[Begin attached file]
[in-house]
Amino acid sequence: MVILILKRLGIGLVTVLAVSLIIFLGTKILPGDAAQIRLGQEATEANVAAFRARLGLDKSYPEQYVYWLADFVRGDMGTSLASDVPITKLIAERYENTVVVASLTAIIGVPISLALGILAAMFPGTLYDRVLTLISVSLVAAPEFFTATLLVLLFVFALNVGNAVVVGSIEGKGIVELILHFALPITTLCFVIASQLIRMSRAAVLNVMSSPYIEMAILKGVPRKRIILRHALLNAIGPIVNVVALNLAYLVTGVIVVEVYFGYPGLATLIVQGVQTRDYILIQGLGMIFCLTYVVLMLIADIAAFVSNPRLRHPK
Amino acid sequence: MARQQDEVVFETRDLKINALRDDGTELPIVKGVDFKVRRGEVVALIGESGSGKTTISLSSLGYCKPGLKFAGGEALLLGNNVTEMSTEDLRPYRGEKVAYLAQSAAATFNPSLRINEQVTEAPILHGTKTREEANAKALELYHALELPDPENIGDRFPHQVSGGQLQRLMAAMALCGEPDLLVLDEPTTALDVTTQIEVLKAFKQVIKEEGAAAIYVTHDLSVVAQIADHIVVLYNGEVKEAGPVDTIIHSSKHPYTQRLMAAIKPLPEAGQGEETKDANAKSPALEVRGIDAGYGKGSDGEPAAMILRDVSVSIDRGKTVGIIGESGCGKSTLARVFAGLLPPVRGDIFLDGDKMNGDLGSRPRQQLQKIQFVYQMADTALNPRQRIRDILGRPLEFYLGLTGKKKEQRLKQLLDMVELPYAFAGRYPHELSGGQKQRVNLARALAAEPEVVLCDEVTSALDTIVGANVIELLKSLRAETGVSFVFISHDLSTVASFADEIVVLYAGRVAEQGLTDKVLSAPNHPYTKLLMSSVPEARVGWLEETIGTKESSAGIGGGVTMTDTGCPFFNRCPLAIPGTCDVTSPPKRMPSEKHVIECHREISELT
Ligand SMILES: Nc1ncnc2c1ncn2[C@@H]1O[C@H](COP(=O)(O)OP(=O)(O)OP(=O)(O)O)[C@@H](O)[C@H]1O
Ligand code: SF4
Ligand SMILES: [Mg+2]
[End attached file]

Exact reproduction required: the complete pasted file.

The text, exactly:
[in-house]
Amino acid sequence: MVILILKRLGIGLVTVLAVSLIIFLGTKILPGDAAQIRLGQEATEANVAAFRARLGLDKSYPEQYVYWLADFVRGDMGTSLASDVPITKLIAERYENTVVVASLTAIIGVPISLALGILAAMFPGTLYDRVLTLISVSLVAAPEFFTATLLVLLFVFALNVGNAVVVGSIEGKGIVELILHFALPITTLCFVIASQLIRMSRAAVLNVMSSPYIEMAILKGVPRKRIILRHALLNAIGPIVNVVALNLAYLVTGVIVVEVYFGYPGLATLIVQGVQTRDYILIQGLGMIFCLTYVVLMLIADIAAFVSNPRLRHPK
Amino acid sequence: MARQQDEVVFETRDLKINALRDDGTELPIVKGVDFKVRRGEVVALIGESGSGKTTISLSSLGYCKPGLKFAGGEALLLGNNVTEMSTEDLRPYRGEKVAYLAQSAAATFNPSLRINEQVTEAPILHGTKTREEANAKALELYHALELPDPENIGDRFPHQVSGGQLQRLMAAMALCGEPDLLVLDEPTTALDVTTQIEVLKAFKQVIKEEGAAAIYVTHDLSVVAQIADHIVVLYNGEVKEAGPVDTIIHSSKHPYTQRLMAAIKPLPEAGQGEETKDANAKSPALEVRGIDAGYGKGSDGEPAAMILRDVSVSIDRGKTVGIIGESGCGKSTLARVFAGLLPPVRGDIFLDGDKMNGDLGSRPRQQLQKIQFVYQMADTALNPRQRIRDILGRPLEFYLGLTGKKKEQRLKQLLDMVELPYAFAGRYPHELSGGQKQRVNLARALAAEPEVVLCDEVTSALDTIVGANVIELLKSLRAETGVSFVFISHDLSTVASFADEIVVLYAGRVAEQGLTDKVLSAPNHPYTKLLMSSVPEARVGWLEETIGTKESSAGIGGGVTMTDTGCPFFNRCPLAIPGTCDVTSPPKRMPSEKHVIECHREISELT
Ligand SMILES: Nc1ncnc2c1ncn2[C@@H]1O[C@H](COP(=O)(O)OP(=O)(O)OP(=O)(O)O)[C@@H](O)[C@H]1O
Ligand code: SF4
Ligand SMILES: [Mg+2]